Remember those, O Lord, who in your peace have died. With you they faced death’s night, sealed with Your Victory Sign; soon may the splendour of Your Light on them forever shine.”
Good afternoon and welcome to all of you, family and friends of Bro. Brendan. I thank God for this opportunity to offer this Mass for a good man, born Patrick Joseph Fahy to Thomas Fahy and Mary Finnerty in Stonepark on March 7th 1926. You’re all very welcome and its nice to be here at Donamon, his home at the castle, where he spent all of his missionary life, in this, his native west of Ireland. I would like to say a special welcome to you, Michael, his brother and you his family, relatives and confreres; he loved you all dearly.
Paddy joined us hoping to become a missionary priest in Africa but God, through people and circumstances asked him to stay here in Donamon for his entire life witnessing silently to our work as Divine Word Missionaries. He joined the SVD in 1948, ten years after our first confreres came to Ireland and once they saw this young strong farmer, I’m sure that there was no doubt in their mind but that he had been sent as a gift from God to the new foundation. He entered the Noviciate in 1949, made temporary vows in 1951 and perpetual vows in 1955 after studying at St David’s in Carrog. Once he, a great missionary to all of us who knew him, only left Ireland once, and that was for, a renewal course in Nemi in 1974. To quote, Pope St. John Paul II: “Invited to leave everything to follow Christ, you consecrated men and women, no longer define your life by family, by profession or by earthly interests and you chose the Lord as your only identifying mark; thus, you acquire a new family identity”.
Tributes have come in from many confreres from all over the world, but I like one in particular, which showed how grounded he was: “The annual potato-pick; the churns of milk; the young lambs under the bedroom window, debriefed many a Philosophy Student with a Metaphysical Headache! Bro. Brendan had a Big Smile and a Sense of Humour. His Missionary life was in hidden Ireland, in the West, where he looked after the Forget-me Nots”.
Another one to show how holy he was: “What a great SVD he was! A tremendous example to us when we were in novitiate in Donamon. So faithful, so focused, so hard-working, but never missed Morning Mass in the early hours of the morning…. winter, spring, summer and autumn.”
And yet one more to show how practical he was: “Bro. Brendan used ask several of us country raised novices to help him on the farm – 1963-1965. On one occasion, I remember going to help him with a few more. We worked a bit late and were worried that we had missed supper, but Brendan had ensured that there was a meal for us when we had finished.”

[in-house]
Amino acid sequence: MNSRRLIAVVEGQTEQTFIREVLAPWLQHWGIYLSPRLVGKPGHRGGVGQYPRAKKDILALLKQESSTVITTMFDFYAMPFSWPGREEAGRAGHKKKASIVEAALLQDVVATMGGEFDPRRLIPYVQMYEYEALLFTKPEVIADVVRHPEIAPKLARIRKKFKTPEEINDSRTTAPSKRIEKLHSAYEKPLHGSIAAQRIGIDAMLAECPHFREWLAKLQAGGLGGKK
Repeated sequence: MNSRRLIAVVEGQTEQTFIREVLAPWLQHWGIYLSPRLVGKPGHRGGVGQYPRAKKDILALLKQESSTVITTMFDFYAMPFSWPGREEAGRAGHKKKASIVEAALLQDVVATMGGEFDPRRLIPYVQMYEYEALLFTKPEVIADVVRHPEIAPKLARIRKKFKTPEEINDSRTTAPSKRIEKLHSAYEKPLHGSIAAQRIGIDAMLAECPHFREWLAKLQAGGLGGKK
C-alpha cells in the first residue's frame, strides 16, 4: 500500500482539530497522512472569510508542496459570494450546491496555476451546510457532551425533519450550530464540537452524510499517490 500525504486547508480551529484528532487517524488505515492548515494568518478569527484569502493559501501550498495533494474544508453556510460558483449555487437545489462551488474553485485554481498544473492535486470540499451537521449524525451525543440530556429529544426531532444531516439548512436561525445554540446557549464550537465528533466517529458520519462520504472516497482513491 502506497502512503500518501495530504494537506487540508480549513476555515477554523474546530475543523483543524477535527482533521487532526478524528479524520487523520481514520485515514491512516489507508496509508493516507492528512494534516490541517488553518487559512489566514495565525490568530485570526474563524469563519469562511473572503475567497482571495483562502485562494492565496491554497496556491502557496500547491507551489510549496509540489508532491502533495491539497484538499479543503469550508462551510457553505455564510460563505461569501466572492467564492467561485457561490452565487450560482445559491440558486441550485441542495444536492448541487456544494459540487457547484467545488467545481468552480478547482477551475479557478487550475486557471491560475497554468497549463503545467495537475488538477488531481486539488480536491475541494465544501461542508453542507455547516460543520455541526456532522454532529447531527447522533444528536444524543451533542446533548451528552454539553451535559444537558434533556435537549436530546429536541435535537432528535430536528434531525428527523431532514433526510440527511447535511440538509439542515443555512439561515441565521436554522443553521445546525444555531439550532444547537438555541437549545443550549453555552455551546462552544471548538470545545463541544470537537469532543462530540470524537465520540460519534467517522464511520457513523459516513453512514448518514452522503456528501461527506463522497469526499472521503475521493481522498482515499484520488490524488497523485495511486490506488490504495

Bro. Brendan was a strong and peaceful man who blended in with nature and his own nature. As students, here, we witnessed him drive down to the farm to check the new born lambs or muse at the cattle’s progress to the bleating sounds of the country or to the water hen who screeched in the bog. Then it was off to the mart, to some funeral, or off to help a neighbour. To me, he seemed back then, to have got it right and to have understood what Thomas Merton would say:
“Discovering vocation does not mean scrambling toward some prize just beyond my reach but accepting the treasure of true self I already possess. Vocation does not come from a voice ‘out there’ calling me to be something I am not. It comes from a voice ‘in here’ calling me to be the person I was born to be, to fulfil the original selfhood given me at birth by God”.
This is an innate wisdom and he must have got it, from toiling the soil: “Etched in my soul is the peace of a lonely ruin, an old chapel on a hill surrounded by pasture land and wind swept trees. Below the lake stretches into the distance, its waters lapping the mottled shores….and I look down at the earth that stretches before me”.
Bro. Brendan lived his religious missionary life with a stoical work ethic and friendly nature. His life’s calling, promoted a message that, “from the very beginning of the Church, men and women have set about following Christ more closely through the practice of evangelical counsels, each in their own way, leading a life dedicated to God”. Bro Brendan may not have preached openly about this but he certainly knew it and witnessed it to all of us, through his life’s work and comforting disposition. Like St. Francis de Sales he was aware, that “Religious Orders, like our own, are not formed for the purpose of gathering together perfect people, but those who have the courage to aim at perfection.
I’ll leave you with some more of the hymn that I prayed at the beginning “Soon may the splendour of Your Light on them forever shine. Their long nigh watch, they gladly keep before your radiant morn and may we share eternal day with them in heaven above” Prayerful words to sum up Bro. Brendan’s absolute and unwavering commitment to eternal hope.
Finally, maybe everyone knows the famous story of when the Superior General visited Donamon: Being from farming stock himself, he was interested in how farming was done etc. He sauntered down to the farm and had this conversation with Br. Brendan.
How much land do we have Br. Brendan?
Brendan: Just enough to feed the cattle we have!
General: and how many cattle do we have?
Brendan: If we had any more, we couldn’t feed them!
The General, like many Rector and Provincial came away none the wiser! Thank you, Brendan, for always being there, a stalwart, and a rock of common sense.
God, Bless you all on this beautiful spring day.
(From the Sermon of Fr Timothy Lehane SVD during the funeral of Brother Brendan SVD (Patrick Joseph Fahy. ) on Monday 13th March 2017 in Donamon Castle, Roscommon, Ireland)